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After long development plan, BrahMos comes into its own

Air-launched version in testing; export interest from many countries

Ajai Shukla  |  New Delhi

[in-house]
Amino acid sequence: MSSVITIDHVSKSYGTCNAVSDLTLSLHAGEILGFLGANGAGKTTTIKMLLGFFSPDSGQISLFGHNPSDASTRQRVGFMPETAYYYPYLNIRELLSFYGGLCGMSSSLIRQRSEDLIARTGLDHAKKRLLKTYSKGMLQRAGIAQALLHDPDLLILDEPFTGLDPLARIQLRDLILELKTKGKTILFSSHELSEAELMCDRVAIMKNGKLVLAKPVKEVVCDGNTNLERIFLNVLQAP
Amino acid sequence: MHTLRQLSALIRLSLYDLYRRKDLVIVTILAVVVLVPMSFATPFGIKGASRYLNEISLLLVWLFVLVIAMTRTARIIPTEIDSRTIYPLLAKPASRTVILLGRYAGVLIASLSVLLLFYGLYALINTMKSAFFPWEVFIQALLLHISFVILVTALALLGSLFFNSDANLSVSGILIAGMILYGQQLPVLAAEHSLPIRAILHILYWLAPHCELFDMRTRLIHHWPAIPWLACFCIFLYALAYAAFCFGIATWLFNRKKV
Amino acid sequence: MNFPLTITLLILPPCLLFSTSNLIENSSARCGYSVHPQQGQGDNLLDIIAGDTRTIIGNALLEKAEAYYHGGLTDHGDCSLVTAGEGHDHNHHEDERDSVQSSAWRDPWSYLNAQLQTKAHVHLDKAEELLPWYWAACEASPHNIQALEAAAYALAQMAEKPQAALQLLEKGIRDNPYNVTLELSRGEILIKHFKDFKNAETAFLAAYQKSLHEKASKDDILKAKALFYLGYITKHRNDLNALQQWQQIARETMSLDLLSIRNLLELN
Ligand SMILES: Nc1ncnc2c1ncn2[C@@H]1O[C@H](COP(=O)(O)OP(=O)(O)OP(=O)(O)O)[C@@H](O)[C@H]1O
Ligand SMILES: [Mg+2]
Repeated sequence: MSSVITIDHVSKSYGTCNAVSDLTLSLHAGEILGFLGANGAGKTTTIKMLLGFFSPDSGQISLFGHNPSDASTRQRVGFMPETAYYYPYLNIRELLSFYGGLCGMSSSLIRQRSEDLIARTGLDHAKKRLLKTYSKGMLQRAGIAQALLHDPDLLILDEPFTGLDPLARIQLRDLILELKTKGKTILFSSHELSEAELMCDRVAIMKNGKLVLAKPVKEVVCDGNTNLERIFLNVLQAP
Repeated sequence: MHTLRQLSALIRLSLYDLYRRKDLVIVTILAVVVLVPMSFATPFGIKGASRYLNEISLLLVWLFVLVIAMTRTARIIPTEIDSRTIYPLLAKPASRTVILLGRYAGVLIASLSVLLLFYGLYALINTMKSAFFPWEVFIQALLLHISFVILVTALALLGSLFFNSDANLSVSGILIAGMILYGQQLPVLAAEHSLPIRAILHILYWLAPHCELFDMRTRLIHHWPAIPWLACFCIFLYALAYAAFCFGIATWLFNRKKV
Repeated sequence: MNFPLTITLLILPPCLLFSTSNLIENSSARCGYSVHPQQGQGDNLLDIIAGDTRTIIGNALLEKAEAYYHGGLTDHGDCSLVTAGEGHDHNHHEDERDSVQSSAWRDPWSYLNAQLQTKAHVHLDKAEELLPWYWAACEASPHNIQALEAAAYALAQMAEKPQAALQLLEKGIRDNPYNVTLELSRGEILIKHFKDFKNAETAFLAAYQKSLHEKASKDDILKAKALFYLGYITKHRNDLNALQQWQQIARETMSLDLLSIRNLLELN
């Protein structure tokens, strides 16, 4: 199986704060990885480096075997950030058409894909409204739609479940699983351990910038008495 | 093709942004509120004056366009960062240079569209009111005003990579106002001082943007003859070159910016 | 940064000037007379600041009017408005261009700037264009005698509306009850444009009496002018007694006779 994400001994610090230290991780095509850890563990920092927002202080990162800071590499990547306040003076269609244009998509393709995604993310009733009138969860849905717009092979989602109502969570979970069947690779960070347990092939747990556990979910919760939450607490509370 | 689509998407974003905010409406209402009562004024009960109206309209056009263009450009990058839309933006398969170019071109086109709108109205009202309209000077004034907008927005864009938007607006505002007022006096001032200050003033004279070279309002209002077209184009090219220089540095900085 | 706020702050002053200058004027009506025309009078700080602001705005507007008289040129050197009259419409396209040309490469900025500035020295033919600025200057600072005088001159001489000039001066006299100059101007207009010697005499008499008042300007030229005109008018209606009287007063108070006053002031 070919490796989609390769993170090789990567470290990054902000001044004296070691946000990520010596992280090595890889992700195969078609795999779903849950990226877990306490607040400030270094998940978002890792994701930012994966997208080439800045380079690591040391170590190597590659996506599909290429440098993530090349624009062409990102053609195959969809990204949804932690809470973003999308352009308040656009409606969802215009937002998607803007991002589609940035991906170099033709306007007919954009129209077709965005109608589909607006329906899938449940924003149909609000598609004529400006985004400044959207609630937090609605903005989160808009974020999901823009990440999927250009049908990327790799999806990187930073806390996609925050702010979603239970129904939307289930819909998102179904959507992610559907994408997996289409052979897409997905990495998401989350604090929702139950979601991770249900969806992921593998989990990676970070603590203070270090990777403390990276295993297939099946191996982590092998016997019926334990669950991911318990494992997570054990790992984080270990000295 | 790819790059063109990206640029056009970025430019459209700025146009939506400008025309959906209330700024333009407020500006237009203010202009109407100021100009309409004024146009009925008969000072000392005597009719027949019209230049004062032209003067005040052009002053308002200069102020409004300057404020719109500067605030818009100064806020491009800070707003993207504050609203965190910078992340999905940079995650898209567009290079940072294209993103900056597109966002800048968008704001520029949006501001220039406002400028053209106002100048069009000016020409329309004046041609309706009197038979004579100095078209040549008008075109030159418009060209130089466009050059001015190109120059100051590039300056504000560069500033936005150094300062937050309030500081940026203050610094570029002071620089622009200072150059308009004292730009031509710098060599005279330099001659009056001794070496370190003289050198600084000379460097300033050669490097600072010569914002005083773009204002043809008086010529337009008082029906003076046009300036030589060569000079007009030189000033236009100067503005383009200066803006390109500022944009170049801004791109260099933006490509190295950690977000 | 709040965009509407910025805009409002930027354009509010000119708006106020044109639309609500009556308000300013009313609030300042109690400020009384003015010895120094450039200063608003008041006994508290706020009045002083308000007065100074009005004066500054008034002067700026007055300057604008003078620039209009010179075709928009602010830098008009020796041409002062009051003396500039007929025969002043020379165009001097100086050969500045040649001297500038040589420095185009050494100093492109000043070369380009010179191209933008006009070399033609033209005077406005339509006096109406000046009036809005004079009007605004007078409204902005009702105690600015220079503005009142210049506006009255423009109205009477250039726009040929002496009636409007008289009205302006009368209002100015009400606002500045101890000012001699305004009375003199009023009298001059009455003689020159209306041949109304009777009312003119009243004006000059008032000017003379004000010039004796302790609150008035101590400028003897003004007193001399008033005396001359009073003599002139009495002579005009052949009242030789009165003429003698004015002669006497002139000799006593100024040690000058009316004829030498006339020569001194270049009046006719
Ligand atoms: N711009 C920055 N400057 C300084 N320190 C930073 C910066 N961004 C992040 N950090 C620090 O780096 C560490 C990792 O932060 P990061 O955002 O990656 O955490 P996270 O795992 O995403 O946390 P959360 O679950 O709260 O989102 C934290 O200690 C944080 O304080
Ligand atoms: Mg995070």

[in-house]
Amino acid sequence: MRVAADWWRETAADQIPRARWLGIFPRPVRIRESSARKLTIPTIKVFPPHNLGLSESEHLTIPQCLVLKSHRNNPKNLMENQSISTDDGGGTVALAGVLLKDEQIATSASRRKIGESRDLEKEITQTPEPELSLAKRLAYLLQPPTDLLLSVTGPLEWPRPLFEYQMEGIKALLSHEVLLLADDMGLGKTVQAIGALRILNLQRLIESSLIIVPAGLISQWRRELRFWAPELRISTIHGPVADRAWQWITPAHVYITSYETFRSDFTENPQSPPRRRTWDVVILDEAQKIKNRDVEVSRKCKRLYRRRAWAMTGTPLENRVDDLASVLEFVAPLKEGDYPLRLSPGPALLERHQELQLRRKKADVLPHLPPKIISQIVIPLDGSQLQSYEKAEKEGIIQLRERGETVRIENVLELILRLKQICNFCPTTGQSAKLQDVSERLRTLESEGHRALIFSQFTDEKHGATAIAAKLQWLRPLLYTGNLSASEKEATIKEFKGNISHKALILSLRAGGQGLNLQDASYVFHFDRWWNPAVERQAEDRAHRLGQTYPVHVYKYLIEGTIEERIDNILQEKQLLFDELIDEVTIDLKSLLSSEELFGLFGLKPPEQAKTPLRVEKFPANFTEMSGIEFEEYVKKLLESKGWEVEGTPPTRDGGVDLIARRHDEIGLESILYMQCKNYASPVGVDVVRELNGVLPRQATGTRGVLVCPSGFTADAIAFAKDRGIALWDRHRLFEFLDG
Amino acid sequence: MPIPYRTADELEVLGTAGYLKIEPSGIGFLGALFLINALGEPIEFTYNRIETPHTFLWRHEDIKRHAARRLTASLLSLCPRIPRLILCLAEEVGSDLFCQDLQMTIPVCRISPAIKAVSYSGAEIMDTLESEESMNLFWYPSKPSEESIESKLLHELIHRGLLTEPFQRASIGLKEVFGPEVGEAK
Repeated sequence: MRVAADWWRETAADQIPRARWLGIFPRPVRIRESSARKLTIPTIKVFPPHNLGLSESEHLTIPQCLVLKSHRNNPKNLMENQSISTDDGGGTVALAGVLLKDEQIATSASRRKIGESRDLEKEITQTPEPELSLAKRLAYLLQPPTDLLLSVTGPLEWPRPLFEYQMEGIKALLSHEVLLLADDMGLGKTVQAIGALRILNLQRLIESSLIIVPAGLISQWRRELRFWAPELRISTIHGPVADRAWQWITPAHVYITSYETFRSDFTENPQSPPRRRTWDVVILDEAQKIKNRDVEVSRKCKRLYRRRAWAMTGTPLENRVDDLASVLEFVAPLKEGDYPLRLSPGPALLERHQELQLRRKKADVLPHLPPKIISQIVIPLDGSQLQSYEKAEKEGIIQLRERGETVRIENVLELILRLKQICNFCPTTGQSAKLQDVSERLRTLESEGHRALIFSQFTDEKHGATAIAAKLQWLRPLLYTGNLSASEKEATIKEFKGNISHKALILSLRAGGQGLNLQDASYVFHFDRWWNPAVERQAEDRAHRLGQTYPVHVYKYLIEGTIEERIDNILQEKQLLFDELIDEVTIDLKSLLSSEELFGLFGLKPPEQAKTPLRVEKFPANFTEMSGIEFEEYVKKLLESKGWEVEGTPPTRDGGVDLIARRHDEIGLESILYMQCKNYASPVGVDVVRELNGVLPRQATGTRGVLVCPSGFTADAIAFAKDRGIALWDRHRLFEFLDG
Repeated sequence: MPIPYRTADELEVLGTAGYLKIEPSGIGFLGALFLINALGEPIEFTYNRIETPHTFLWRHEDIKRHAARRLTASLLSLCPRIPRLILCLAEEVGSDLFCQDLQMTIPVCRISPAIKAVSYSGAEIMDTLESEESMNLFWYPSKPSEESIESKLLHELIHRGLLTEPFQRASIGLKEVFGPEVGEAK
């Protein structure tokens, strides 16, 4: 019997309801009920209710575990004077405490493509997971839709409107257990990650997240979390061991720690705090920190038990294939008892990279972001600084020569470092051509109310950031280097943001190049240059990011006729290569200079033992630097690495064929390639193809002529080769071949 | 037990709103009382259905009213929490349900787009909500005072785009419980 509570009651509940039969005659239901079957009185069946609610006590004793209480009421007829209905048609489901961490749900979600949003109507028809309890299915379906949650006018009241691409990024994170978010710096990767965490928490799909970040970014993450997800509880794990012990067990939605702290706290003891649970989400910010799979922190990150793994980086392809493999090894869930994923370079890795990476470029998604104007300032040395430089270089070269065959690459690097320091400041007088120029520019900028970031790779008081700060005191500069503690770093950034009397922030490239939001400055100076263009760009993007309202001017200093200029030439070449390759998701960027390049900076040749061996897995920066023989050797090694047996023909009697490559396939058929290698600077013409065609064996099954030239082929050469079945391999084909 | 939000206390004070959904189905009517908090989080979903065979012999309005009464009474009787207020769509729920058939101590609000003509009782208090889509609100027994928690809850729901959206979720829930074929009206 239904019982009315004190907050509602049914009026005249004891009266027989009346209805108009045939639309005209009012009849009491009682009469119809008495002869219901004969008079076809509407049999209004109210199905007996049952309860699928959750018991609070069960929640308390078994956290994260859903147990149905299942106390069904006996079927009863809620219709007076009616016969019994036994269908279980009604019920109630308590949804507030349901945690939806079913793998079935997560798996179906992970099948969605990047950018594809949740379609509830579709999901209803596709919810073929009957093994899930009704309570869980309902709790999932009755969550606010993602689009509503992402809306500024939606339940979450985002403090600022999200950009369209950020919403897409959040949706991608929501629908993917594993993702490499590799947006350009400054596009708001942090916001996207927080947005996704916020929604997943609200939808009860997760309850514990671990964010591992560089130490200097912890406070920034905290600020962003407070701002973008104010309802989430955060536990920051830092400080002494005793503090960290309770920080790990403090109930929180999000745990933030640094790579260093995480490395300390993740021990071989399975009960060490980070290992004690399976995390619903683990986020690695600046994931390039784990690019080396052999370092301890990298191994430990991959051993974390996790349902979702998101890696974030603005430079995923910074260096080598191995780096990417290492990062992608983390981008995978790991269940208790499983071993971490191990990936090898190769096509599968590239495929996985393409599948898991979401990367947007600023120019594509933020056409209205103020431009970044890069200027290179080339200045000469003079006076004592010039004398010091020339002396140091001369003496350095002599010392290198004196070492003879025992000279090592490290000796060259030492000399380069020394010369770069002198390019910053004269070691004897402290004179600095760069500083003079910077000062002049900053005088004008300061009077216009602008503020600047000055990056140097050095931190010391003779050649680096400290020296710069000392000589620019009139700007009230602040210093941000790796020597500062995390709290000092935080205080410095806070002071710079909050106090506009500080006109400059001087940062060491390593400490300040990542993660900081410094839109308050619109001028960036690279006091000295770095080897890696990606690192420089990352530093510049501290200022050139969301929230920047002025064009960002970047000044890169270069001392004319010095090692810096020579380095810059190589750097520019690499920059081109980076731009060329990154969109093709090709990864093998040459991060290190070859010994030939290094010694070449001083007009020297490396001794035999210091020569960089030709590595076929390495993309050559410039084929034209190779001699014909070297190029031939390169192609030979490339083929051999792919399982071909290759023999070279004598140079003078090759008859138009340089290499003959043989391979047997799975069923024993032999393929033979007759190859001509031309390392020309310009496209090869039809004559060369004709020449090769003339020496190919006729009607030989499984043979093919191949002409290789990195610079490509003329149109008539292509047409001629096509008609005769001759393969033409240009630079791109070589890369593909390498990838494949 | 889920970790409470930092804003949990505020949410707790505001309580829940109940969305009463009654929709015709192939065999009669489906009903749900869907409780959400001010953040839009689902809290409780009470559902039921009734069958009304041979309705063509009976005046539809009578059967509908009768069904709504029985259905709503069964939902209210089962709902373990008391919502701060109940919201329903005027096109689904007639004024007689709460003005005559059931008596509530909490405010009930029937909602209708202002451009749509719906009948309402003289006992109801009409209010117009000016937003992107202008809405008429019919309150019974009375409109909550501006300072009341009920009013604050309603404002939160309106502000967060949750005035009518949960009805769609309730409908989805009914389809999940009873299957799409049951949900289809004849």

During the First Gulf War (1990-91), the world watched television images of Tomahawk cruise missiles flying along the streets of Baghdad and precisely entering targeted buildings through open windows. Yet, even the iconic Tomahawk was effective mainly against incapable and weakened enemies like Iraq and Afghanistan. In contrast, countries with potent air defences and capable fighter aircraft can detect and shoot down cruise missiles, most of which fly at sub-sonic speeds, i.e. slower than sound which travels at 1,224 kilometres per hour. In contrast, the Indo-Russian BrahMos, its name an intermingling of the Brahmaputra and Moskva rivers, is the world’s first cruise missile that flies at high supersonic speeds: Mach 2.8, or 3,450 kilometres per hour. Since it hugs the ground, enemy radars can detect it only at short ranges. By the time they fire a missile to down it, the BrahMos is far away, perhaps already close to its target. Last Saturday, India test-flew a potent, new version of the BrahMos: a lightened missile that can be carried on, and fired from, the Sukhoi-30MKI fighter that is the backbone of the Indian Air Force (IAF) fleet. Transported on the Su-30MKI to the vicinity of the target, this overcomes the BrahMos’ one drawback: its short range of just 295 kilometres. This range restriction was imposed on the Indo-Russian missile by the provisions of the Missile Technology Control Regime (MTCR), which prevents member countries from transferring missiles, including unmanned aerial vehicles, which can carry a 500-kilogramme payload to a distance of 300 kilometres. Russia is an MTCR member-partner; and India, which became a member-partner on Monday, has voluntarily adhered to MTCR guidelines since September 2008. While this imposed a 300-kilometre limit on the BrahMos’ range, there are no technological difficulties in increasing it. Both countries wave away enquiries about plans to do so. With the BrahMos having carefully kept out of the MTCR’s purview, plans to export it are afoot. In May, the BrahMos Aerospace spokesperson, Praveen Pathak, told TASS: “Talks [for the export of BrahMos] with countries like UAE, Chile, South Africa and Vietnam are in advanced stages.” He said discussions were also under way with the Philippines, South Korea, Algeria, Greece, Malaysia, Thailand, Egypt, Singapore, Venezuela and Bulgaria. Including India’s own requirements of the missile, Defence Research and Development Organisation officials indicate that eventually $15 billion worth of BrahMos could be built for various militaries. If that happens, economies of scale would bring down its current high cost. A long development path New Delhi and Moscow hold up BrahMos as their most successful defence project. It germinated in 1992-93, when India and Russia, then in dire straits, conceived the idea of co-developing a supersonic cruise missile. Russia’s rocket design bureau, NPO Mashinostroyenia, would develop the supersonic propulsion, while DRDO developed the guidance and navigation systems and the command and control elements. The missile burst into public domain with its first test-flight in 2001, which was witnessed by then defence minister Jaswant Singh, and all the service chiefs. What had been developed was a two-stage cruise missile, fired from a canister. The first stage, a solid-propellant engine, rapidly boosts the missile to supersonic speed and then drops off.